It’s indisputable: The pandemic and the subsequent “Great Resignation” have made benefits more valuable in the marketplace, leaving organizational leaders wondering how to keep pace with similar organizations competing for the same talent. Real-time benchmarking and demographic studies offer a detailed, strategic evaluation of your organization’s benefits package that simply isn’t available through other means.
This is more than just gathering data. What matters is how you use that data to understand your employees and develop your strategic plan. Benchmarking and comparing your organization’s benefits package to peers can help you identify ways to make your organization more competitive, in terms of attracting and retaining talent as well as cost containment. Here’s how to approach benchmarking in a strategic way to help inform your planning for the next year.
The Baseline on Benchmarking
Organizations should annually benchmark their employee benefits against competitors. That may sound like a lot of work on top of the other annual benefits tasks like renewals and open enrollment, but it doesn’t need to be done for every single benefit you offer. Ancillary benefits like vision or dental, for example, can be benchmarked less frequently, unless your broker notices something that will make your offerings more competitive.
Focus on where you would like to make changes to the benefits offerings that matter to your employees most. Benchmarking annually for medical benefits—comparing the premium deductible, coinsurance, employer contribution, HSA contribution and other metrics—is essential to getting the most out of what you spend on your benefits package. It should compare both cost and benefits of all plan options with those of competitors.
It’s not enough to rely on annual national industry reports. Those aggregated reports can give a broad idea, but the data may be outdated by time they are released. They also don’t provide the same flexibility or detail. Real-time benchmarking offers a snapshot of the present and can get more specific on an industry, like nonprofits or independent schools, or a region of the country.
Keeping Your Organization Competitive
In a competitive labor market, employees and job candidates are scrutinizing the entire compensation package, and you should be too. Benefits plans out of sync with your industry or region can become a hurdle to acquiring and keeping top talent. A medical plan that costs more or covers less than competitors could be a deciding factor.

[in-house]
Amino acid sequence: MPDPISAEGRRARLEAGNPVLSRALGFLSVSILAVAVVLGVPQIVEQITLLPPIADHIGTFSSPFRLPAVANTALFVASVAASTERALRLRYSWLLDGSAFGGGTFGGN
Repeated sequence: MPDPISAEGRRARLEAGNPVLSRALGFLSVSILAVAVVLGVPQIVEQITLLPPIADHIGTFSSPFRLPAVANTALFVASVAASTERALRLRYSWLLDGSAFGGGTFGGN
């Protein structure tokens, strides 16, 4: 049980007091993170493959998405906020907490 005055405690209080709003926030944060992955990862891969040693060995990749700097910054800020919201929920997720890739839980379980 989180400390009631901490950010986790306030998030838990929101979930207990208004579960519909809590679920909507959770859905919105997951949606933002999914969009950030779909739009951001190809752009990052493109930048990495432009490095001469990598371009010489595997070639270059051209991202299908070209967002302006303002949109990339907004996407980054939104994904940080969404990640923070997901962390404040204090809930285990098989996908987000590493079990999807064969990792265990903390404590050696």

On the flip side, benchmarking helps you identify when your benefits might be too generous. While generous benefits are often a bonus—and for many organizations, a major selling point—if they significantly exceed others’ programs, that added cost may erase the advantage, or those additional dollars may be better spent to offer programs that employees have been asking for, like an upgraded EAP or enhanced paid parental leave policy.
A plan that is benchmarked much higher than peers happens for a number of reasons: If the employer contribution is too high or the employee contribution or deductible too low, or if the plan offers too much coverage. In this case, an organization could potentially offer more reasonable plans without losing the competitive edge.
Such a decision could be made without real-time benchmarking data but then it’s a guess—and a risk.
Incorporating Demographic Studies
Incorporating your employees’ demographic data in your strategic planning process helps complete the full benefits picture. For example, seeing how employees in different salary brackets choose their benefits can help you understand what matters to your employees so you can make informed decisions to optimize your plan design and contribution models.
This could also reveal communication needs or that your organization is investing big money in the wrong coverage for your workforce. Your plans may not be offering the coverage features your employees value.
Big Data for Small Organizations
There is a perception that organizations need a lot of employees to make these efforts worthwhile. But even for smaller companies, benchmarking can offer big value. Typically, smaller, fully funded companies have limited access to data like claims information and utilization reports. Benchmarking and demographics can provide two essential strategic pieces to help you explore funding and plan design options.
Infusing Benchmarking in Strategic Planning
All this data enables important strategic conversations and helps ensure that money is well spent. It’s also a great way to get key decision makers on the same page and maintain an open conversation about strategy, budget and priorities when optimizing your benefit plan. Analyzing benchmarking data and demographic studies is the first step to setting meaningful and attainable strategic goals.
Benchmarking is a good way to check in with your employees’ needs, see where you’re spending your money, and prevent any big surprises. The situation may not always significantly change year over year, but it’s important to understand where your strengths and weaknesses are as an employer, especially when assessing the offerings that attract and retain your talent.